Running the place. Like a boss.
Lindy Mason is happy to be back at Lincoln High School. As principal, she’s faced with the tough decision on how to handle a bullying case involving Maddie Myers, daughter of the boy who made her high school days a misery.
Getting better all the time.
Ryan’s panicked when he rushes into the principal’s office to rescue his daughter and shocked to see Lindy behind the desk. Single parenting means plenty of sleepless nights, time he spends regretting his mistakes and worrying over Maddie’s future.
Lindy and Ryan have to come to terms with the way life’s twists bring change and for the better. But love? No one’s going that far.
Least Likely to Fall in Love is an enemies-to-lovers, sexy contemporary romance (60,000 words) where the hero and heroine learn about forgiveness, bravery, and the challenge of controlling the radio with a teen in the car.
Available NOW in Print and Kindle e-book (Kindle Unlimited and KOLL)
“Coach asked me what I’d like to do. The lesser of the evils was painting trash cans. So here I am.” He raised an eyebrow. “Need a job? I could use an assistant.”
She pointed at his hand. It was devil red. “No way. I’d insist on gloves. Are you crazy? You’ll have a red hand for days now.”
He jerked his head to motion at a pile on the grass. “Had gloves. Didn’t think I’d need ’em, so you are more than welcome to slip them on.”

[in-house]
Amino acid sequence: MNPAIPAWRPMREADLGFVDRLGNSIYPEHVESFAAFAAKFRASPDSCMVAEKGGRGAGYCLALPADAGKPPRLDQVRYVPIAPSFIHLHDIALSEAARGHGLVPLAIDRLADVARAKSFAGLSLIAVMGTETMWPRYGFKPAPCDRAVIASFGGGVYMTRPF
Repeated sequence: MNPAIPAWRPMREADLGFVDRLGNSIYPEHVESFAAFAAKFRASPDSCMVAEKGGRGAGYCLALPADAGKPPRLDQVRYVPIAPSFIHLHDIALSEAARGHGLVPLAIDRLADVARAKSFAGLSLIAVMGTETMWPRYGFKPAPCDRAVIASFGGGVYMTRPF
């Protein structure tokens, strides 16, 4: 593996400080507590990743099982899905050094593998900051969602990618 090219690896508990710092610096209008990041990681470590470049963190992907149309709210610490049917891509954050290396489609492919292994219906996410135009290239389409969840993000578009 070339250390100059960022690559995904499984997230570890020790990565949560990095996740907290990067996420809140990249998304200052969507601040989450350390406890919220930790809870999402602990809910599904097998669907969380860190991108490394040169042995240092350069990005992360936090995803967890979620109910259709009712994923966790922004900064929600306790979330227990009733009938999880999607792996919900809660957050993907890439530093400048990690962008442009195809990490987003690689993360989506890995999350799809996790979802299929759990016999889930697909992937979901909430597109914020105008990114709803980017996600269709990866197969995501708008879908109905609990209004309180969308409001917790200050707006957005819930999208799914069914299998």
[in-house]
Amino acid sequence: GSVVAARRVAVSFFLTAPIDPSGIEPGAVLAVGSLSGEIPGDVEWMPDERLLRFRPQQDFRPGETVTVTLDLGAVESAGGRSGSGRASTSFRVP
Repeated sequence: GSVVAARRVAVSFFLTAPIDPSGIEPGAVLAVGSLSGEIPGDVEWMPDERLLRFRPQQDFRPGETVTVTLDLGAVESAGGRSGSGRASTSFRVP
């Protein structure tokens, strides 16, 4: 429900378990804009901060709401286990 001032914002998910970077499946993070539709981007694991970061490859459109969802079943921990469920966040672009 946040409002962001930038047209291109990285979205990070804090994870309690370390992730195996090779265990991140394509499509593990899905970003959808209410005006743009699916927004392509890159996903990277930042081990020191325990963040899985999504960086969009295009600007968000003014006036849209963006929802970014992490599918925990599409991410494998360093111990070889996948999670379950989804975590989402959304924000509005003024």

She crossed her arms over her chest. “So, you were…what, too tough for gloves?”
He grimaced. “Couldn’t have been too smart, now could it?”
As much as she didn’t want to, she couldn’t help the laugh that escaped.
She walked over to the pile. “What’s the white for?” There was no way she was doing this. Of course not. She was just here to supervise. But he was watching her. She had to do something. Activity and busy-ness had always been her defense.
“The stencil. See?” When she picked up the can of white spray paint, a lion stencil shifted in the breeze. “That goes on after they’re sufficiently red.” He motioned at a line of cans that definitely had to be red enough already. “That’s the last step.”
“Fine. I’ll help. But I’m smart enough to use a glove.” She picked up the protective eye gear, too. “I may not be cool enough for these glasses.”
He cocked his head to one side. “I don’t know. Put ’em on. Let me see.”
Lindy slid them on and propped her gloved hand on her hip. “Just call me Safety Girl.”
One corner of his mouth lifted as he swept a glance from her head to her blinding white tennis shoes, and her stomach tightened with each centimeter he advanced. “That’s a pretty good look for you, Safety Girl. Now, get to painting.”
She narrowed her eyes at him but walked over to the first can and painted on the lion. She was glad when Ryan slid his glasses back down. Maybe she could concentrate better.